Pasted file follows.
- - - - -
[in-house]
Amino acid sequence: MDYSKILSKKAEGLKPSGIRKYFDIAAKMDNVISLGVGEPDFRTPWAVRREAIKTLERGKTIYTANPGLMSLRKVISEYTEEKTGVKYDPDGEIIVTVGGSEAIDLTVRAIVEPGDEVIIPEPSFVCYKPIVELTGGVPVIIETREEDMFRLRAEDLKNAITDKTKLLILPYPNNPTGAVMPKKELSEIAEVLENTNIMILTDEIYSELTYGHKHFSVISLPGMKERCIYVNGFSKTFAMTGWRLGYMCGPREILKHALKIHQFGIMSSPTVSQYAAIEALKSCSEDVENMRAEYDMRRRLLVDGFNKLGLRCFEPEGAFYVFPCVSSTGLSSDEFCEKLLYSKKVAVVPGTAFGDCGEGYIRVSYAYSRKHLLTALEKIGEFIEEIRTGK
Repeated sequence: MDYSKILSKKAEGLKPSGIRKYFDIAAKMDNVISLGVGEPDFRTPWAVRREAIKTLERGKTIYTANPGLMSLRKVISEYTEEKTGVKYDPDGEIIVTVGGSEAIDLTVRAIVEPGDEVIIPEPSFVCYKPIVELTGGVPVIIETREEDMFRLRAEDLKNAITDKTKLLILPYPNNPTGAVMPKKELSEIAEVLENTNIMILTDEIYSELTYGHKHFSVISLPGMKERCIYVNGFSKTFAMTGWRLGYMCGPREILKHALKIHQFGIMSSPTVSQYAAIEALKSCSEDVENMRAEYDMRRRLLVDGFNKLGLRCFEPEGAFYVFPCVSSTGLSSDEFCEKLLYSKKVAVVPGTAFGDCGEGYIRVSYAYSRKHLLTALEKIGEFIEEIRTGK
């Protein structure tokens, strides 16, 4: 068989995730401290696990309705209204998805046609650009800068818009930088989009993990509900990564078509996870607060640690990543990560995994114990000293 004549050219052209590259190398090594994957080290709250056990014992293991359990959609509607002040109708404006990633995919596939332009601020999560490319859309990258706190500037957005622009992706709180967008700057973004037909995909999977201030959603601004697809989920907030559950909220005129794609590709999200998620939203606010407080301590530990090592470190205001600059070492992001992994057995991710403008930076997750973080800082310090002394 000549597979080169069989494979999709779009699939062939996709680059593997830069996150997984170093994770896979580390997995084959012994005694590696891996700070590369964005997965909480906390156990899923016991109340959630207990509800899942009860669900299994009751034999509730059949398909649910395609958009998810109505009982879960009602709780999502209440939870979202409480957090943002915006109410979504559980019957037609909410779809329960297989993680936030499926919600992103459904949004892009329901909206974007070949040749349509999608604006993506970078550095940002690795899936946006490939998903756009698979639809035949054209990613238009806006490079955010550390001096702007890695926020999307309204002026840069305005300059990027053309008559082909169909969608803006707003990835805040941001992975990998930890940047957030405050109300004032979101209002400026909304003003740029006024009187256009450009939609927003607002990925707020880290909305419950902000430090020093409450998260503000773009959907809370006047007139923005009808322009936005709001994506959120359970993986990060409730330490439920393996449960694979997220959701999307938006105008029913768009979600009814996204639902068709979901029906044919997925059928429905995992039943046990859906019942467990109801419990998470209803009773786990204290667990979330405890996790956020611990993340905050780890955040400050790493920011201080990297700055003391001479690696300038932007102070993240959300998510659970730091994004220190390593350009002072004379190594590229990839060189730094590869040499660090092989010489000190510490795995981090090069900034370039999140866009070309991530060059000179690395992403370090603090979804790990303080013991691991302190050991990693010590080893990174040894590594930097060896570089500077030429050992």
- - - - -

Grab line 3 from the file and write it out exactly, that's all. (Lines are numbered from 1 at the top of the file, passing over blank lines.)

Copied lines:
Repeated sequence: MDYSKILSKKAEGLKPSGIRKYFDIAAKMDNVISLGVGEPDFRTPWAVRREAIKTLERGKTIYTANPGLMSLRKVISEYTEEKTGVKYDPDGEIIVTVGGSEAIDLTVRAIVEPGDEVIIPEPSFVCYKPIVELTGGVPVIIETREEDMFRLRAEDLKNAITDKTKLLILPYPNNPTGAVMPKKELSEIAEVLENTNIMILTDEIYSELTYGHKHFSVISLPGMKERCIYVNGFSKTFAMTGWRLGYMCGPREILKHALKIHQFGIMSSPTVSQYAAIEALKSCSEDVENMRAEYDMRRRLLVDGFNKLGLRCFEPEGAFYVFPCVSSTGLSSDEFCEKLLYSKKVAVVPGTAFGDCGEGYIRVSYAYSRKHLLTALEKIGEFIEEIRTGK